In a world of political distemper, Canadians find themselves in a strange and wonderfully unique position – being in the midst of a national election without a single big national issue. Everyone is trying. (“Rich corporations” and “majority government” are raised in every speech.) Yet, so far, nothing beats the wide-eyed news coverage of “scandal-ettes” and inside gossip. Big challenges make it into speeches. But none of the party platforms threaten to resolve any of them.
This weekend—on the eve of next Tuesday’s leader’s national debate—thoughtful Canadians who can’t garden yet or even those who work in campaign war rooms will feel under terrible pressure to find something important to argue about—a proposition on which ‘good’ people can strongly disagree and on which they can say “yes” or “no.”
Corporate tax cuts could grow as an issue if the Liberals want to take on the inequities of capitalism rather than just empathize with the middle class. However, only western Canadians have ever elected (and re-elected) economic populist governments. And, today, the west is booming and enthusiastic about attracting foreign investment.
Harper’s call for a majority government has been framed as the safest way to keep the others out of power. It could take off as an issue if he discussed how a majority could be used positively. But many parts of the country may not want what it could produce—such as a re-organized House of Commons with seats strictly allocated according to where Canadians now live, or, unemployment insurance strictly defined by national labor market conditions.
The prospect of another trivial election determined by innuendo and advertising is embarrassing. However, looking too hard for that big issue could do more harm than good. The most menacing cry out there today is “let’s have an adult national debate about Canada’s health care crisis.” And, of course, every poll puts health at or near the top of people’s concerns.
This week, a well regarded retiring parliamentarian Dr. Keith Martin and the C. D. Howe Institute, with the help of retired Governor of the Bank of Canada David Dodge provoked fresh calls for “national” leadership on affordable, timely health care. As you’d expect, the retiring politician explicitly provoked the clamor.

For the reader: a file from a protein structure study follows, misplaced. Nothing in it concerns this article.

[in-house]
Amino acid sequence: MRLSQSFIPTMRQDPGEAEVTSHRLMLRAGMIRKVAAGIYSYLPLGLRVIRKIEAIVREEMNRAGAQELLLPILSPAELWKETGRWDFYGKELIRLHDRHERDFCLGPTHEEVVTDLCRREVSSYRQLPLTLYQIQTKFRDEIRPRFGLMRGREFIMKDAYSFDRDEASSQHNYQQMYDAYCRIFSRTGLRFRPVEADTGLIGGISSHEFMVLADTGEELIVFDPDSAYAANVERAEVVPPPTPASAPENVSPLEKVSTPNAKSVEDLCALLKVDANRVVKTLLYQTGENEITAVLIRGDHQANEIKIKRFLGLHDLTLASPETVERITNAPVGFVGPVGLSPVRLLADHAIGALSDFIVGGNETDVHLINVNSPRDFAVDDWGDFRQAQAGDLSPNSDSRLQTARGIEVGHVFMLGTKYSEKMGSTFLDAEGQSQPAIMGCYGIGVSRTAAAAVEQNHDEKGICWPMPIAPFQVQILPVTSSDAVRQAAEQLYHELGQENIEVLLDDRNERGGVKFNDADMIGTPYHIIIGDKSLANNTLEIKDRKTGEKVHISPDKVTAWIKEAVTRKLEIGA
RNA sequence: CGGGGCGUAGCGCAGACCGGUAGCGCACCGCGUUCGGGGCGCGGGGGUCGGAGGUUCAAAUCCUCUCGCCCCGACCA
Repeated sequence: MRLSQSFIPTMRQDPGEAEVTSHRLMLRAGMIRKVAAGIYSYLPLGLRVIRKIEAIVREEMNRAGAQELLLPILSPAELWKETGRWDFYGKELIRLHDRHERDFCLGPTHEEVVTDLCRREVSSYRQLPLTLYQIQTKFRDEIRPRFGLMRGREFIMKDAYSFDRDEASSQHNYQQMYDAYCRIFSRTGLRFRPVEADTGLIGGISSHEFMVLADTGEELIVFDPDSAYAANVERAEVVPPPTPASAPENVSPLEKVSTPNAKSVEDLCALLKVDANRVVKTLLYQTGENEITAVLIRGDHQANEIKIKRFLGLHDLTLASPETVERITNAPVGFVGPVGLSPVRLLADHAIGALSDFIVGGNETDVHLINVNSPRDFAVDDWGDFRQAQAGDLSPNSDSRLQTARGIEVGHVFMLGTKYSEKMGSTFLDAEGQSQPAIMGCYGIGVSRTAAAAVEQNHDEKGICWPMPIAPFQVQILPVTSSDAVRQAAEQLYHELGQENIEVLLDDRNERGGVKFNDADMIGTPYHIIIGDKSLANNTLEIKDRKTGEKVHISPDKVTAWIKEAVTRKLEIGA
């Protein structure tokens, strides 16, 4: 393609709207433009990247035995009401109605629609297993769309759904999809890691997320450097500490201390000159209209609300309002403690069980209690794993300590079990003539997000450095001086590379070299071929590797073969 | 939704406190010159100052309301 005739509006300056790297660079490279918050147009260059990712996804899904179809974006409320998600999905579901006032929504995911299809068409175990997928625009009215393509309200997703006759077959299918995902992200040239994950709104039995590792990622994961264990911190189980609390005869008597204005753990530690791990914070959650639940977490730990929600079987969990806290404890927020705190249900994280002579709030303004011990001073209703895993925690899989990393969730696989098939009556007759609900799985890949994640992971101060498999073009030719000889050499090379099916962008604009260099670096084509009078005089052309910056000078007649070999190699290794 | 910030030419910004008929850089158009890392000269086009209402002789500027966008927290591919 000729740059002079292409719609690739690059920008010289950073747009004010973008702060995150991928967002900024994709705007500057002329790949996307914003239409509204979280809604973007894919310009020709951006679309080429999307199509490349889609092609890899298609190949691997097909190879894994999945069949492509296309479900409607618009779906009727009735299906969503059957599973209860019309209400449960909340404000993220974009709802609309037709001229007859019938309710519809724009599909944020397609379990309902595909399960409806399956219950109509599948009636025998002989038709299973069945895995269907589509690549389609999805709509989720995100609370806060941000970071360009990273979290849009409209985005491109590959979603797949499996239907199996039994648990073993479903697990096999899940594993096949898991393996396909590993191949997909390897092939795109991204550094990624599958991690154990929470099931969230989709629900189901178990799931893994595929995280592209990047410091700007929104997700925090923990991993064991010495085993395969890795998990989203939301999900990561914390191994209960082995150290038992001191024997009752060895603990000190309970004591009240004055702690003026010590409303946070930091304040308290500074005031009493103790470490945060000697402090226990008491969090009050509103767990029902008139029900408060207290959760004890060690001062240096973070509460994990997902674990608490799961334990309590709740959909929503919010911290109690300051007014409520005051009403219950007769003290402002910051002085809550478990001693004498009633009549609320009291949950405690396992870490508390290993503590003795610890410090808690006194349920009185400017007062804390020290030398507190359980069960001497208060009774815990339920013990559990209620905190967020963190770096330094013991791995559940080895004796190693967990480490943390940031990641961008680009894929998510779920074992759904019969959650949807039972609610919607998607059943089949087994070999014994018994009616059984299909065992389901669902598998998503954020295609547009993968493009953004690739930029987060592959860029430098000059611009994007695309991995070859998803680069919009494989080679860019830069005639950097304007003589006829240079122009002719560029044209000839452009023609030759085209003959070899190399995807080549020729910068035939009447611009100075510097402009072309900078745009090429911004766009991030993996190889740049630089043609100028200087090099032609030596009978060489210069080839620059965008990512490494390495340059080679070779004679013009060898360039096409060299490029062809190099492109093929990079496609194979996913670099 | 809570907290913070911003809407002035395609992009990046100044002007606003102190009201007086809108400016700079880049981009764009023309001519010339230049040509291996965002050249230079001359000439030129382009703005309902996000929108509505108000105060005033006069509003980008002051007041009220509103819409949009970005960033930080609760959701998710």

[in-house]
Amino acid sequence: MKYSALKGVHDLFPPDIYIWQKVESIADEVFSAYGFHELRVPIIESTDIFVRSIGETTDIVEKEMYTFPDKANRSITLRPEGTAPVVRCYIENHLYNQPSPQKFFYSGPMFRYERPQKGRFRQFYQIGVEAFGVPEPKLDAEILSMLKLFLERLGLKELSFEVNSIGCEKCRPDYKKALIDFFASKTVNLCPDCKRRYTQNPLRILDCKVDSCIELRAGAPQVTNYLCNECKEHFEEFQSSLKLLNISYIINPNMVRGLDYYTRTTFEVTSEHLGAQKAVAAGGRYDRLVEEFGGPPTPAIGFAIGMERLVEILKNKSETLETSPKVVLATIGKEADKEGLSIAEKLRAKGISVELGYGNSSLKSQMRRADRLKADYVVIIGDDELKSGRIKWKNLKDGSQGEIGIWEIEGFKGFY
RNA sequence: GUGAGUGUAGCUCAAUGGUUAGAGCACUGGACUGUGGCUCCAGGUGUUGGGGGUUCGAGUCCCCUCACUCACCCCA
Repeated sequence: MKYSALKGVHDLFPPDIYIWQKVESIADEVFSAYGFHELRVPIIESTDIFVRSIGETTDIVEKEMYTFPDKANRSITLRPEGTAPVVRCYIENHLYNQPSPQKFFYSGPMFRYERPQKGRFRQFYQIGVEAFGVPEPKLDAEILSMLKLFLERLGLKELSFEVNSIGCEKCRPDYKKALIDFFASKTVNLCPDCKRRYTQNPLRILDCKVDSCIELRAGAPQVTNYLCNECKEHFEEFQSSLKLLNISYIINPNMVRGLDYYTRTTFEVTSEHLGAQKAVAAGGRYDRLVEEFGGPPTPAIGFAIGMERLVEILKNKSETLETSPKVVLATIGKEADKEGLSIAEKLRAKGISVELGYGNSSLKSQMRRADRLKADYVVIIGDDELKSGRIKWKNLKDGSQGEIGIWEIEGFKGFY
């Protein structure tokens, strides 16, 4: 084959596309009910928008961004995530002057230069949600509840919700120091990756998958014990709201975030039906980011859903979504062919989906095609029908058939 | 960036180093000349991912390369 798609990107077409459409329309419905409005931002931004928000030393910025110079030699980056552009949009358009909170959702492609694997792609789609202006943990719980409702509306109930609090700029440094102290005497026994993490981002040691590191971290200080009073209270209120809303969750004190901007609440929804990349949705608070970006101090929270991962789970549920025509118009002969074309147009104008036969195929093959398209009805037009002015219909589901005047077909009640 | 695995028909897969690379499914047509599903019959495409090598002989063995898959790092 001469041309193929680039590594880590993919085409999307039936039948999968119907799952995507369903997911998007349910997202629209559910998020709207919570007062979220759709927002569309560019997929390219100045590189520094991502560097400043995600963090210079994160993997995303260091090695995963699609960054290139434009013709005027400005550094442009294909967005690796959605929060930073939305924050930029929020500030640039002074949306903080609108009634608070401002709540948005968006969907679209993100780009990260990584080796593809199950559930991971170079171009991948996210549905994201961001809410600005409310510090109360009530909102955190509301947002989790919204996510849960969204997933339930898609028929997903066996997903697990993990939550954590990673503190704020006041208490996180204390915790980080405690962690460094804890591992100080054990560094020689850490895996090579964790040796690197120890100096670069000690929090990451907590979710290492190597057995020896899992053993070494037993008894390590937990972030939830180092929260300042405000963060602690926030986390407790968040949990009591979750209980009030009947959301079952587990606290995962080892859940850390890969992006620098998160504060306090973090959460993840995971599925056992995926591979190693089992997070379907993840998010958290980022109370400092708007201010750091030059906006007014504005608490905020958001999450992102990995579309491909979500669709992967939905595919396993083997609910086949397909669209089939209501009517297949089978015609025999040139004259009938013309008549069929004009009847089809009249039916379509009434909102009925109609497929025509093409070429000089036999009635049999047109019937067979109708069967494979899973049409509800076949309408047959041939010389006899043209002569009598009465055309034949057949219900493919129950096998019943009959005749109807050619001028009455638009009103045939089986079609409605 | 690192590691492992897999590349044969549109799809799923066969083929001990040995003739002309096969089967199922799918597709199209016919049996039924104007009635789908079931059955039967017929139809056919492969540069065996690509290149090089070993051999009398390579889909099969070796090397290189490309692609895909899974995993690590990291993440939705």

“Our health-care system must be overhauled in order to fulfill its ultimate objective, which is to ensure that all Canadians, regardless of income, will have timely access to the quality care they need when they fall ill. During this election, political parties must not be allowed to hide from this, our citizens’ most urgent concern. Lives depend on it.”
Let’s hope other politicians don’t bite.
The facts on the ground—not just wise federalist theory—suggest that Ottawa is the last healthy place to look for leadership on the efficient delivery of health care. Federal leadership, beyond the “power to convene” meetings as Michael Ignatieff describes it, is fueled almost entirely by “aspirational” targets and tens of $billions in transfers to the provinces.
There may be better ways to transfer the money, leaving greater flexibility to the provinces or greater say to their taxpayers. Amending the guidelines of the Canada Health Act may be necessary. However, going any further at a federal level would only cloud the issues and slow effective change.
The national government has all sorts of interesting responsibilities to impress us on. Healthcare, however, is emphatically a provincial problem that must be addressed by steady, gutsy provincial leadership. The province’s own most of Canada’s public healthcare system and raise almost 80 % of the taxes that pay to operate it. They should be encouraged to shift any of their responsibilities.
Premiers will win office or be thrown out on how they manage this issue. It isn’t an issue that should make or break prime ministers.